High levels of volatility in today’s foreign exchange markets is spreading concern among C-suite executives

Historical forex chart

The expansion of corporate activity into emerging economies, accelerated by globalisation, has left multinationals increasingly exposed to foreign currency risks. 

An organisation’s balance sheet is continually threatened by foreign currency exchange rate (Forex) fluctuations and, as businesses continue to capitalise on the growth in emerging and developing economies, their exposures increase.

Exchange rates are affected by a multitude of factors, including changes in the geopolitical landscape, which can often manifest themselves in violent separatist movements, such as the ongoing conflicts in the Middle East and Eastern Europe.

For example, the rouble reached a record-low against the dollar on 1 September, according to Reuters, as the crisis in Ukraine began seriously to affect businesses trading in or with Russia.

Keeping abreast of global events is, therefore, fundamental when assessing a firm’s Forex exposures. Nevertheless, the biggest shock to Forex markets in living memory had not been predicted and the consequences were devastating. 

The financial crisis in 2008 sent shock waves around the world and the Forex market went into a state of relative chaos. 

“Following the financial crisis, it’s easier to list those currencies that were more stable than those likely to move quickly and by large amounts,” says Carl Hasty, director of international payments at UK-based Forex specialist Smart Currency Business.

Six years after the crash, Forex markets remain uncertain. For risk managers, mitigating the risk has become a fundamental part of their role and, for some, it is a matter of implementing and embedding simple principles.

“We always make sure we are paid in the same currency we pay our employees in, and that really minimises the risk,” says chief risk officer at logistics firm Katoen Natie Carl Leeman.

“We also have an engineering department whereby we buy equipment that could be delivered or supplied in different countries,” he adds. “In that case, we have a multi-currency deal that means we try to negotiate that the client pays us in the same currency that we have to pay for the equipment.”

For Leeman, managing the firm’s exposures is a case of ensuring payments are received and made in the same currency, avoiding any exchange altogether. However, this is by no means an easy solution considering the firm’s far-reaching locations of suppliers, manufacturers and clients.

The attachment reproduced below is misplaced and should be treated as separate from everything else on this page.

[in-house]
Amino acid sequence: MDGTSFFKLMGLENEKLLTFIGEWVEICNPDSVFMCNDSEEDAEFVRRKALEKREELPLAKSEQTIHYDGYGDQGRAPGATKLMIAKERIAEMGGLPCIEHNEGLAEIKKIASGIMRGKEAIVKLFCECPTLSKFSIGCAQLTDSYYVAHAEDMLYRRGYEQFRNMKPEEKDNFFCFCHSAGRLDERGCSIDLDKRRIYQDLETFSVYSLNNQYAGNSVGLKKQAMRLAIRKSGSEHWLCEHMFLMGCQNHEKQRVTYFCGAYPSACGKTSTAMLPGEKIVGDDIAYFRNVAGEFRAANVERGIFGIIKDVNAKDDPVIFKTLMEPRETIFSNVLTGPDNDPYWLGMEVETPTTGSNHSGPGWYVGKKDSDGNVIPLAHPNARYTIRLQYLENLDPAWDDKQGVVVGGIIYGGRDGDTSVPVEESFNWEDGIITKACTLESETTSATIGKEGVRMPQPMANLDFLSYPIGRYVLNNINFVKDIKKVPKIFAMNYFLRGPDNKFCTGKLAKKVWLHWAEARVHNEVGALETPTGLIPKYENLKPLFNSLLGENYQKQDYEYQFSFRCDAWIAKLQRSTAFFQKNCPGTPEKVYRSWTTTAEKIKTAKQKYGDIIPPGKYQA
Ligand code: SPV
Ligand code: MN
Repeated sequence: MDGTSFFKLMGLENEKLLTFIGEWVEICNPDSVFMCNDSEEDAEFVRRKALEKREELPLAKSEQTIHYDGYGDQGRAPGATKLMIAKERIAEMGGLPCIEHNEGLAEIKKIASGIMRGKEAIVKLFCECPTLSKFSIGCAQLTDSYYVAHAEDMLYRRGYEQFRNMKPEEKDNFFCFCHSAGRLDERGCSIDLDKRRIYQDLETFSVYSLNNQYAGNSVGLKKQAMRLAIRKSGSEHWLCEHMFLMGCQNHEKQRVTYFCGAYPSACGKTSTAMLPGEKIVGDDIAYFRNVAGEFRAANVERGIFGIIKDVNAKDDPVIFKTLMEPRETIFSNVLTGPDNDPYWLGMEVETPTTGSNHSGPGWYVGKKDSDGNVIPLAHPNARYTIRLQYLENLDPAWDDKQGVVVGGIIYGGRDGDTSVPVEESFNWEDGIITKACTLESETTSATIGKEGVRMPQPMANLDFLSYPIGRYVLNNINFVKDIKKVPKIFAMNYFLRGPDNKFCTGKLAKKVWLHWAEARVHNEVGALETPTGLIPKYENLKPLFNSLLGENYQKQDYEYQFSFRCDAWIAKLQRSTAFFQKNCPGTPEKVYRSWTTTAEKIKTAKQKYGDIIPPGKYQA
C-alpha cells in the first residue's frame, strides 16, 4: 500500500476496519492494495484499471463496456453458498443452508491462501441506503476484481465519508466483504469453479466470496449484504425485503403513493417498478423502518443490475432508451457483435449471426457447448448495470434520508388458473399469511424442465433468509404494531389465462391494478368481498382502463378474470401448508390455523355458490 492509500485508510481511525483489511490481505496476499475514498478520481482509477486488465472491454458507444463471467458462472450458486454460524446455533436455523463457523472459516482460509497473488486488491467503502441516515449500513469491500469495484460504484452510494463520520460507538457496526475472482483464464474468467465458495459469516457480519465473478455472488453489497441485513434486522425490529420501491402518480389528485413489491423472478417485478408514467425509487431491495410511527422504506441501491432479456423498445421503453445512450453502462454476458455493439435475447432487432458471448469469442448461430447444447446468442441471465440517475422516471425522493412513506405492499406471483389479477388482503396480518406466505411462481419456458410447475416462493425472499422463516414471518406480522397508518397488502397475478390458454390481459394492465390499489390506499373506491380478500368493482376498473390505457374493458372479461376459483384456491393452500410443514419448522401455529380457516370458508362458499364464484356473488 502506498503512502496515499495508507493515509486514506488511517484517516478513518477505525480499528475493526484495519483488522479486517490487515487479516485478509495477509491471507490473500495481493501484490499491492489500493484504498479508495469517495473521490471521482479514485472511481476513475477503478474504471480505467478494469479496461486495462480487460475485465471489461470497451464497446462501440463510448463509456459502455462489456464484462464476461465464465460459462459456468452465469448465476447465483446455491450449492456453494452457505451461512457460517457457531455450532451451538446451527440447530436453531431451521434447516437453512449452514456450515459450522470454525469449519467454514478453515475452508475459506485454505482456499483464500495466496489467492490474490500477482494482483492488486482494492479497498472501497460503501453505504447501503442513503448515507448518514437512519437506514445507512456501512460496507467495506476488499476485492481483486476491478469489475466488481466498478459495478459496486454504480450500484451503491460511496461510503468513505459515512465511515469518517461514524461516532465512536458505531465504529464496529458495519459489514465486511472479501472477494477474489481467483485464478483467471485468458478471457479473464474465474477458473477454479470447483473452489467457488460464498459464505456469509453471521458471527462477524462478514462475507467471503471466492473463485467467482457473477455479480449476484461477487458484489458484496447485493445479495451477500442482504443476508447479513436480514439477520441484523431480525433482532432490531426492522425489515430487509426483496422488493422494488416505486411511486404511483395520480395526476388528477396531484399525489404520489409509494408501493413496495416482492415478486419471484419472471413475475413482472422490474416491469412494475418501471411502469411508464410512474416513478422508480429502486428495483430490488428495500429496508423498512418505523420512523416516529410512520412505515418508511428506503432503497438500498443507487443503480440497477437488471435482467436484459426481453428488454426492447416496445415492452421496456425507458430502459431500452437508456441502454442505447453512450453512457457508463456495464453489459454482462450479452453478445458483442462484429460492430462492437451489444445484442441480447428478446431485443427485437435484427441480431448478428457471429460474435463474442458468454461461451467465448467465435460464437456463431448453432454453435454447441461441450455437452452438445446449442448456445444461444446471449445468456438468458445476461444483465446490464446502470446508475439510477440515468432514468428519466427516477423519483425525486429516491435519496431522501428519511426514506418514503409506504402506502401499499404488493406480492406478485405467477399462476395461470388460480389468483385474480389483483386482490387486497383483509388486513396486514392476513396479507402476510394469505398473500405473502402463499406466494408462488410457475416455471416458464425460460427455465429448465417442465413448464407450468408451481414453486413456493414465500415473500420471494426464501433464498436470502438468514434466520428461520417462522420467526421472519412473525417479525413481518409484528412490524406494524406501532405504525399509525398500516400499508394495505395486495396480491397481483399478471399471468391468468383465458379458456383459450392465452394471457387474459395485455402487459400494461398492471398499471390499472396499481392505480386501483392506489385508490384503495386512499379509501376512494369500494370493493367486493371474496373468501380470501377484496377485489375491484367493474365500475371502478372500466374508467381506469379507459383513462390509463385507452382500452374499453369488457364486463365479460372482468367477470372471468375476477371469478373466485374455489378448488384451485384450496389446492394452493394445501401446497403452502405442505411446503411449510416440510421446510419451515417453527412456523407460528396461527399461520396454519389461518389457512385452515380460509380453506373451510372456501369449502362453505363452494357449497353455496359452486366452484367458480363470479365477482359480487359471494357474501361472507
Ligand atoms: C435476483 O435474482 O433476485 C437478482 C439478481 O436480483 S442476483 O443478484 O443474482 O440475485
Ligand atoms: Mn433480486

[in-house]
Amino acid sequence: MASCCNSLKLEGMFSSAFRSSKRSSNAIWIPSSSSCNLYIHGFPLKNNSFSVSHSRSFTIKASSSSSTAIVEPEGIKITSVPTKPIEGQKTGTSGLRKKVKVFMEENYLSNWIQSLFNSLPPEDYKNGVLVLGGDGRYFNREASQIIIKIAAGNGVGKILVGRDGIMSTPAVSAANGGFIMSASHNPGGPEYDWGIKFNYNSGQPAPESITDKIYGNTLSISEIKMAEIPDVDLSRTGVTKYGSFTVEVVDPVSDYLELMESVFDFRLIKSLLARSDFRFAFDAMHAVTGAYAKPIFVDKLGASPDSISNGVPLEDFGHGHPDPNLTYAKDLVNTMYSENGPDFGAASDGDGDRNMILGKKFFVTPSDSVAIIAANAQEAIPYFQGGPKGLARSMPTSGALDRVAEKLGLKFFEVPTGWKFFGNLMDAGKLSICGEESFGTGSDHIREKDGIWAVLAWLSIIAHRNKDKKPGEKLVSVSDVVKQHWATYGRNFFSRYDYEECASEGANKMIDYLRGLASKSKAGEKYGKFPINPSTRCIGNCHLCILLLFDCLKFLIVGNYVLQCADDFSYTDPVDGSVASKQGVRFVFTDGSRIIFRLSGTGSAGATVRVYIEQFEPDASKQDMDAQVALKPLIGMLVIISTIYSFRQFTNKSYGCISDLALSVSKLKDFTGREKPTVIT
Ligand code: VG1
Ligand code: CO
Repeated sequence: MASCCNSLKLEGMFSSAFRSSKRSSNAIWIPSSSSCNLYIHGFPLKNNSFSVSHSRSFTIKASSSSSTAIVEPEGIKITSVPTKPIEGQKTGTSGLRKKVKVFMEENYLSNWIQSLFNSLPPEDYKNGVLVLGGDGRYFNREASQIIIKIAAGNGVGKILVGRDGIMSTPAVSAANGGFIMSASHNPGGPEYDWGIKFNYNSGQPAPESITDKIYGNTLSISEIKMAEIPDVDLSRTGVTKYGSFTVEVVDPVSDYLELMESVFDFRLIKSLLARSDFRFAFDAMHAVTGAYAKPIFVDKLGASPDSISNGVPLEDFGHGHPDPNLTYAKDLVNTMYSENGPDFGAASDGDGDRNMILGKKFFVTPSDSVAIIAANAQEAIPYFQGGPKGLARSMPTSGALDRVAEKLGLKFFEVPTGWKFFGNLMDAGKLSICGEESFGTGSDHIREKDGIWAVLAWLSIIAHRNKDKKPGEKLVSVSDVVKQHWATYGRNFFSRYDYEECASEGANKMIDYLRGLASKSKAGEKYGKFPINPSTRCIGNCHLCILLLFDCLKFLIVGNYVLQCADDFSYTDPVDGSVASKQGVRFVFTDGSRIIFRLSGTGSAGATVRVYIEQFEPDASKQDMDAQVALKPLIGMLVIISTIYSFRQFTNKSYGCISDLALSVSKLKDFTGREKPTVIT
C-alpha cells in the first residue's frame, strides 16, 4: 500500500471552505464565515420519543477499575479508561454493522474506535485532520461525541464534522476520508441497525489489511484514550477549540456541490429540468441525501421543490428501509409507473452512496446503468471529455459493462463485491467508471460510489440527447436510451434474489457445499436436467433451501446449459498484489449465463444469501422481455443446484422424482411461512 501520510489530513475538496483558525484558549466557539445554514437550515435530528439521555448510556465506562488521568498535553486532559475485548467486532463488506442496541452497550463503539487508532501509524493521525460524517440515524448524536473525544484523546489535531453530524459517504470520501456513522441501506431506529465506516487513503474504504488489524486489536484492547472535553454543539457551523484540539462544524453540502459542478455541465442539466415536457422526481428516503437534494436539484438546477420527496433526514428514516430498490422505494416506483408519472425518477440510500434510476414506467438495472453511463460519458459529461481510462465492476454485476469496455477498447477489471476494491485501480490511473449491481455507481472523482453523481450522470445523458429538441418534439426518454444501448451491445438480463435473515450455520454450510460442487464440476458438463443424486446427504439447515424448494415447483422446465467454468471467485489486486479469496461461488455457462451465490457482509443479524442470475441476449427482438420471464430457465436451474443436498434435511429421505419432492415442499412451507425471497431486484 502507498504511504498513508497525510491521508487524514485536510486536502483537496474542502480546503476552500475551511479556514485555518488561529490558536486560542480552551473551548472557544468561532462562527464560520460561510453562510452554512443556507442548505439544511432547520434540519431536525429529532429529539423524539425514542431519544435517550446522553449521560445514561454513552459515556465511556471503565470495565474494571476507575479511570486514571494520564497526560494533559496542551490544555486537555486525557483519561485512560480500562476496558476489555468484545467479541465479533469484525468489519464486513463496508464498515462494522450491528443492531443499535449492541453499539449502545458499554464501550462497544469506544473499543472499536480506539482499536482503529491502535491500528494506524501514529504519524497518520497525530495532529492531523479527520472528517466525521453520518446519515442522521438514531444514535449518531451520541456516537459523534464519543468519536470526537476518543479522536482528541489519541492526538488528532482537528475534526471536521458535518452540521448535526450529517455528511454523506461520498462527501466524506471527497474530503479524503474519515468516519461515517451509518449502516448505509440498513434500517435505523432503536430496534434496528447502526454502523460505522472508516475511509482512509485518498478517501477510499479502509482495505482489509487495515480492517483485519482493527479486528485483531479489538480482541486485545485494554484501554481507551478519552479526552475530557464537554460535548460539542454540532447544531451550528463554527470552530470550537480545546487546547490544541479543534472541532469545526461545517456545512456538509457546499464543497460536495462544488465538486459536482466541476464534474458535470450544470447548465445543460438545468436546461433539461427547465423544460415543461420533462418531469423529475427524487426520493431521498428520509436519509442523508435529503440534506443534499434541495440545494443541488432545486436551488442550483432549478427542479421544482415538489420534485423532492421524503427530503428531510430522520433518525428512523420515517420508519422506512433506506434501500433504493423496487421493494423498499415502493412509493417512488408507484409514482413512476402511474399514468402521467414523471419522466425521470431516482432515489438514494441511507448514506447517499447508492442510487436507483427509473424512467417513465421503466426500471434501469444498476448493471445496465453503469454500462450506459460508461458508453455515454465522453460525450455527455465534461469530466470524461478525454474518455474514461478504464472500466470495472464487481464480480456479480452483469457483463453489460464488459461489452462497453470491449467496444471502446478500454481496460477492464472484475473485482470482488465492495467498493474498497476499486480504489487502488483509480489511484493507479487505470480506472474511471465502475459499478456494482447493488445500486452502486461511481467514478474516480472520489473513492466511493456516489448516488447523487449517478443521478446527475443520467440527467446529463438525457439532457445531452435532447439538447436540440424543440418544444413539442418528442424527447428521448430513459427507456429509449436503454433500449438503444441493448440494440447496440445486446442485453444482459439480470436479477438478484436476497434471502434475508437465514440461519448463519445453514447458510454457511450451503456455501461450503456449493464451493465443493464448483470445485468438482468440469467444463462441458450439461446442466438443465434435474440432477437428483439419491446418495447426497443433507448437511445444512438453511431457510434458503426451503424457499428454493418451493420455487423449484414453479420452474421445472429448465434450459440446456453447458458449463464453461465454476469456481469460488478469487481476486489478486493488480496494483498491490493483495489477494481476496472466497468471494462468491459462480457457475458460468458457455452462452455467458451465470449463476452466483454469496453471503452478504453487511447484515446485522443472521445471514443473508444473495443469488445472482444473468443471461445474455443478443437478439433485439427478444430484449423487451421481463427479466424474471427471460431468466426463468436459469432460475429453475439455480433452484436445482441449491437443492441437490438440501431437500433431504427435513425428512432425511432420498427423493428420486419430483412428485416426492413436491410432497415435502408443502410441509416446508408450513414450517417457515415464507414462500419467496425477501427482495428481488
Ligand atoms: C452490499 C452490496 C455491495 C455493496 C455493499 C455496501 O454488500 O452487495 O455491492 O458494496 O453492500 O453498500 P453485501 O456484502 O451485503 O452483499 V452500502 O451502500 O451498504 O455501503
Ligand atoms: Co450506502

“We have delivered equipment in Saudi Arabia that was partly produced in Germany and was paid partly in US dollars, so it’s a case-by-case issue but the principle is always the same: we are paid in the same currency that we must pay our suppliers.”

Volatility worries

Nevertheless, for many multinationals, using Forex markets is not so easily avoided and anticipating where the next major surprise will come from is an ever-present worry for many corporates. “The average company is exposed to about 80-100 currency pairs,” says Wolfgang Koester, chief executive at US-based Forex analytics provider FiREapps.

“Because the direction of the euro v dollar can be different than the euro v British pound, sophisticated companies are no longer focused on the direction of one currency, such as the euro, but on their entire portfolio of currency exposures.”

The volatility that exists within today’s global Forex markets is a serious concern at the executive level of most multinationals, according to Koester.

“Many chief executives and chief financial officers are worried about volatility picking up significantly for the remainder of 2014 and beyond, and the effect it could have on their financial statements. 

“That volatility can flush out the known unknowns, such as exposures and resulting processes that they may not be aware of or focus on,” Koester says.

Considering the sensitive nature of the current global economic environment, Forex fluctuations − even outside of the major currencies – can cause significant damage to a firm’s financial stability. Accounting for the volatility in current Forex markets, therefore, requires special attention, explains Hasty. 

“The level of uncertainty that currently exists in exchange rates makes planning for businesses that trade internationally – whether selling, buying or both – key, given the currency risk,” he says.

“Movement in exchange rates can have a material effect on profitability and cash flow if not properly understood or managed. Even within the major currencies, over the course of 12 months there can be movement of more than 5%.”

No improvement on the horizon

The level of risk posed by Forex markets is unlikely to subdue argues Hasty, who cites deep-rooted issues in the economic infrastructure of Western countries as a cause for long-term concern.

“The major problems for the Western world economies and their respective currencies are twofold: debt levels, government, banking and personnel, and high levels of regulation that affect competitiveness,” he says.

“Both of these still need to be addressed fully. Some countries are more advanced than others in dealing with them, but few countries – if any – can say they are completely on top of these problems. As such, any currency can be subject to unexpected shocks and, therefore, rapid changes in value.”

The financial crisis had significant consequences on the direction of global economic growth, with Western corporates investing heavily in emerging economies to capitalise on growth. As a result, Forex exposures are more numerous for multinationals and the current volatility of exchange rates compounds those exposures. Asa Gibson